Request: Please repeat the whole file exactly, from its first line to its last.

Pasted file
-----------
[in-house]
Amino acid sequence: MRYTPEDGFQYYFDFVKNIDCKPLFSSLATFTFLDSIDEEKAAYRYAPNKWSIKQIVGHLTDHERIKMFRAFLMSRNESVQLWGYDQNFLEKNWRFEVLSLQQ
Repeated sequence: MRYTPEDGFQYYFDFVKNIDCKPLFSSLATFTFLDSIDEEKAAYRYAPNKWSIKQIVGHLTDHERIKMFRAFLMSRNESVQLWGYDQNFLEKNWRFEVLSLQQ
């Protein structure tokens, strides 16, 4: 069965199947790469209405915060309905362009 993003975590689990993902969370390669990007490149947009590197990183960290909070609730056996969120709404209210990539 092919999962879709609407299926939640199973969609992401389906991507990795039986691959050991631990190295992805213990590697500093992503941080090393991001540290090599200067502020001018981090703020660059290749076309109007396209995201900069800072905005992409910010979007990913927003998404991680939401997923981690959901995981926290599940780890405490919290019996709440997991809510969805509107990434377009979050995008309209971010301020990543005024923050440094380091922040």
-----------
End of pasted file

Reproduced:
[in-house]
Amino acid sequence: MRYTPEDGFQYYFDFVKNIDCKPLFSSLATFTFLDSIDEEKAAYRYAPNKWSIKQIVGHLTDHERIKMFRAFLMSRNESVQLWGYDQNFLEKNWRFEVLSLQQ
Repeated sequence: MRYTPEDGFQYYFDFVKNIDCKPLFSSLATFTFLDSIDEEKAAYRYAPNKWSIKQIVGHLTDHERIKMFRAFLMSRNESVQLWGYDQNFLEKNWRFEVLSLQQ
């Protein structure tokens, strides 16, 4: 069965199947790469209405915060309905362009 993003975590689990993902969370390669990007490149947009590197990183960290909070609730056996969120709404209210990539 092919999962879709609407299926939640199973969609992401389906991507990795039986691959050991631990190295992805213990590697500093992503941080090393991001540290090599200067502020001018981090703020660059290749076309109007396209995201900069800072905005992409910010979007990913927003998404991680939401997923981690959901995981926290599940780890405490919290019996709440997991809510969805509107990434377009979050995008309209971010301020990543005024923050440094380091922040």